God, forgive us, we the familiarized.
God, forgive us, we the well aware.
God, forgive us, we the glib spiritualists.
God, forgive us, the equally glib hedonists.
God, forgive us, Your sons and daughters, inside and outside Your joyous house.

Thursday, May 27, 2004

Tweaky tweakerton...

0 comment(s)
I'm still trying to work the kinks out in my new, cushier blog. Blogger has its own (so far annoying) idiosyncracies I'm having to... adjust to, but the biggest and most satisfying change is that now any reader can leave a comment.

I'm also learning HTML to make intra- and extra-page anchor jumps. The Holy Grail of blogging, IMHO. This first link should go to the end of this page. And this link next should go to a specific point on my Xanga blog in due time.

Thanks to the help of these pages and coworker, I think I'm on my way.

Now, a few things you should know about Haloscan.

1) You can insert a few emoticons and do some basic HTML. To find those options, click on the ? just above the comment text box. To underline, type < u> and < / u >. To set italics, type < i > and < / i > to become and. (Hm, "I and I"... very reggae.) To set bold, type < b> and < / b> to be bold. To post a hidden link, (say, "happy" for your blog) type < a href=""> happy < /a > and it will be very happy. The key is < a > and < / a >. In every case, leave no space between the <, /, or >.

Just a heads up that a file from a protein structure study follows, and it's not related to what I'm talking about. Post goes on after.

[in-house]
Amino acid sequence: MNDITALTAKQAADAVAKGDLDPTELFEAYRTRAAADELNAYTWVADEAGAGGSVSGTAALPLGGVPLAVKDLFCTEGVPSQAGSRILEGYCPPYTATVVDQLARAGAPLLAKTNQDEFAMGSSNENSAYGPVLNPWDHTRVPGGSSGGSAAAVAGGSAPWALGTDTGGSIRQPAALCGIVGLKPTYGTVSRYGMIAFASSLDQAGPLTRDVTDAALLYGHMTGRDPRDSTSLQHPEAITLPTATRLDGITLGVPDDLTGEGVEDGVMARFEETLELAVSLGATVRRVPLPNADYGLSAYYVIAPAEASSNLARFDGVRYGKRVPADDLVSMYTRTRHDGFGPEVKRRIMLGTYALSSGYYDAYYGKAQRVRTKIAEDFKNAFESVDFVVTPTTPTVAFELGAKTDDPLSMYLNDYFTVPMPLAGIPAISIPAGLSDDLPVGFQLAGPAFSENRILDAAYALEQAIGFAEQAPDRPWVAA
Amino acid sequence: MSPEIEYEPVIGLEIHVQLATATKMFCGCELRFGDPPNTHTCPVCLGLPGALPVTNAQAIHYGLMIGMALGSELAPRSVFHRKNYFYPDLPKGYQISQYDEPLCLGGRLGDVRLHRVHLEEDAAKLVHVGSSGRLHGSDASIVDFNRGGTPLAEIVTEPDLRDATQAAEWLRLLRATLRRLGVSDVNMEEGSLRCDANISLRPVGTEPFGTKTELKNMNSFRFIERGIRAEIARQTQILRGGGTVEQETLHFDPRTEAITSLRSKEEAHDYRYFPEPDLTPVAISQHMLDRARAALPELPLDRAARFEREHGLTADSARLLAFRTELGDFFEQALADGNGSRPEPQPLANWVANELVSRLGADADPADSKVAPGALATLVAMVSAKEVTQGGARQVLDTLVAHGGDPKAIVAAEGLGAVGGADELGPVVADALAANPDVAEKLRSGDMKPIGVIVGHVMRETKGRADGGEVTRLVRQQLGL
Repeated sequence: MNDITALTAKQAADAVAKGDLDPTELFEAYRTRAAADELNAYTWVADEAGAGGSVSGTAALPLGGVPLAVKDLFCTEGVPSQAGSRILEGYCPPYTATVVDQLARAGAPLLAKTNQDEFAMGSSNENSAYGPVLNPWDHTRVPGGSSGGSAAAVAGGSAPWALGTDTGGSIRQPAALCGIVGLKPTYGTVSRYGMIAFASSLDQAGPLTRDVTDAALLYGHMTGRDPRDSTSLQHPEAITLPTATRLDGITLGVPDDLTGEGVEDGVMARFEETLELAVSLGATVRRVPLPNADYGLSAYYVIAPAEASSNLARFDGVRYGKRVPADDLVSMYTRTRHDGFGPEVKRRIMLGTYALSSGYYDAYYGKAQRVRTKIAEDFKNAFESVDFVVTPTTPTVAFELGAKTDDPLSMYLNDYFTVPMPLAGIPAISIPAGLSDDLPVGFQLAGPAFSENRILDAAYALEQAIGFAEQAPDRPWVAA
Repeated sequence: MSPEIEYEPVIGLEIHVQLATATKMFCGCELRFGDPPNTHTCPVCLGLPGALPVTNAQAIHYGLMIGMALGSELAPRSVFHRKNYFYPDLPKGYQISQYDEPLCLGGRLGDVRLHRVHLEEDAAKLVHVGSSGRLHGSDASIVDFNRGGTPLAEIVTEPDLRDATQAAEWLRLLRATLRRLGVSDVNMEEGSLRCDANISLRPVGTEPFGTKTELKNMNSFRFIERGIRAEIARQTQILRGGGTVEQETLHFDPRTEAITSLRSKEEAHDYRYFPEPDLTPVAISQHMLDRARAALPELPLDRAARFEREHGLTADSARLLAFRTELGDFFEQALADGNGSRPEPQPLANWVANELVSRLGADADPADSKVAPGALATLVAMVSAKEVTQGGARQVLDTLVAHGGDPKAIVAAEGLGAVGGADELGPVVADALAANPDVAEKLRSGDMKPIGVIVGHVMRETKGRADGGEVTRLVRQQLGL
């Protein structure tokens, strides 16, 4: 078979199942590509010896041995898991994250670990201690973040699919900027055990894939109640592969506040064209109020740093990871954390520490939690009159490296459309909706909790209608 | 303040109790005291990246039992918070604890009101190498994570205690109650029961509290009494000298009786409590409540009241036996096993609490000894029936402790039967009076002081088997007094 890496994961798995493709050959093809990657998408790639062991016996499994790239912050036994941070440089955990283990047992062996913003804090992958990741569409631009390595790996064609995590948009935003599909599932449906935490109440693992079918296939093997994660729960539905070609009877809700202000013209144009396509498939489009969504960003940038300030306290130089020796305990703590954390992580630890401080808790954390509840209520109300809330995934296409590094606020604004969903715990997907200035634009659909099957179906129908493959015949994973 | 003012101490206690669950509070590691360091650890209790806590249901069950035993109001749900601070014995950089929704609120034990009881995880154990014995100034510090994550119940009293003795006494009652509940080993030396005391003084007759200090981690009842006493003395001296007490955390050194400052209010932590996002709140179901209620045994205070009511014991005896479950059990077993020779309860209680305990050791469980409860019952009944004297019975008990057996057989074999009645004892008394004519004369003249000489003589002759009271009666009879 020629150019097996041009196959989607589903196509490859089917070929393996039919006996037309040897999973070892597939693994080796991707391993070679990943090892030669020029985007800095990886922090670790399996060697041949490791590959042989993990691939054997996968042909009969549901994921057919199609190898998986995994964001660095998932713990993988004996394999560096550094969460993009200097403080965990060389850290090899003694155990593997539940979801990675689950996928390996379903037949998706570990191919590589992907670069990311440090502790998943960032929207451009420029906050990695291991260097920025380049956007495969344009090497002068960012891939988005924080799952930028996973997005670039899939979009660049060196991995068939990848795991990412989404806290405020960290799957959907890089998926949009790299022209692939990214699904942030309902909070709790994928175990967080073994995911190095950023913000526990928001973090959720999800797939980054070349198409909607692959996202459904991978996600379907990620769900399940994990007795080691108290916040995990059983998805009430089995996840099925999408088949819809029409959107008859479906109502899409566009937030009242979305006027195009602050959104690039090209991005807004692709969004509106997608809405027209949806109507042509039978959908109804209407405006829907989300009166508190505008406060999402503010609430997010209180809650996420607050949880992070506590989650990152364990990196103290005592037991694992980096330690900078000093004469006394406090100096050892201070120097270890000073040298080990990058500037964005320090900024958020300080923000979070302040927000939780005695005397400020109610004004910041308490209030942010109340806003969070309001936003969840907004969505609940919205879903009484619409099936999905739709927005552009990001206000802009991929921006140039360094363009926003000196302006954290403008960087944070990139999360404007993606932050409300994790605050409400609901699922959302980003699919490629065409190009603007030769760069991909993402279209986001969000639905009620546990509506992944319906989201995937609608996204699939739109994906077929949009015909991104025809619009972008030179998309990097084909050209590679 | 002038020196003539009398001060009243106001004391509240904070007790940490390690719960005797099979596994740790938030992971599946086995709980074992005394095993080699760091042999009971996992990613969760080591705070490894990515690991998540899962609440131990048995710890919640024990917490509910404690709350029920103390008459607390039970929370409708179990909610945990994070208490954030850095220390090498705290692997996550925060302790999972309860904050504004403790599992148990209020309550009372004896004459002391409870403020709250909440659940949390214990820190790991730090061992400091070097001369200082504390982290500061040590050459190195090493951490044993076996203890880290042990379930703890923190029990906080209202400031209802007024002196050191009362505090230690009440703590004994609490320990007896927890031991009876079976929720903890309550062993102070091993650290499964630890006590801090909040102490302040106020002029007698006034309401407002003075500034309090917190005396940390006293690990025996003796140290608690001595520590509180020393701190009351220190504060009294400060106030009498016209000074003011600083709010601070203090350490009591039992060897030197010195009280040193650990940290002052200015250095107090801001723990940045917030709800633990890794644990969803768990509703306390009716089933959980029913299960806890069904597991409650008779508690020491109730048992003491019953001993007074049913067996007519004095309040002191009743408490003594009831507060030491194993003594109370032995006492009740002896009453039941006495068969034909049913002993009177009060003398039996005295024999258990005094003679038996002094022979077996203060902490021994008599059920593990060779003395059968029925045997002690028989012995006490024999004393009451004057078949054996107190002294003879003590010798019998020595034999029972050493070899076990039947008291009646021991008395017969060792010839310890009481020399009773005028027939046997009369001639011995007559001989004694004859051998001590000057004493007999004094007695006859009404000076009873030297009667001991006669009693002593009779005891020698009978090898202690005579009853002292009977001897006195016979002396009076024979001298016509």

2) Until I decide to pay for this service, there is a 1000 character limit on each comment you make. All that means is that you'll need to post the 1000+Xth characters again as a new comment (i.e., "cont."). You can't undo or change comments, but you could ask me to. Also, over time, it will gradually reduce the comment count on each thread. Something about archive space. I've seen a thread go from 98 to 73 to 34 within days. They'll still be there if you open the thread, but they just don't show up on the external counter. And then they're gone in deep archives. (I could be wrong about this.)

3) Once you enter your info, it will remain the same unless you change it. I'll also have a record of your IP address. So theoreticaly I could tell when you are commenting frmo work and home or from someone else's PC. I could also block you; or delete or tamper with your comments. Not to be Orwellian or anything. I'm just lettin you know what's what.

4) It can be twitchy. Such is life.

5) It's great fun. It's a "real time" way to interact and keep up. I love watching a thread grow and move.

Well, kids, have at it.


Now, where were we?

Moving isn't so bad...

1 comment(s)

I decided to get a new blog. I have always been annoyed by Xanga's frontpage space restrictions and by the Xanga-only strait jacket they put on comments. I won't abandon Rocketagent. Maybe I'll use each one for different purposes.

As always, stay tuned for more...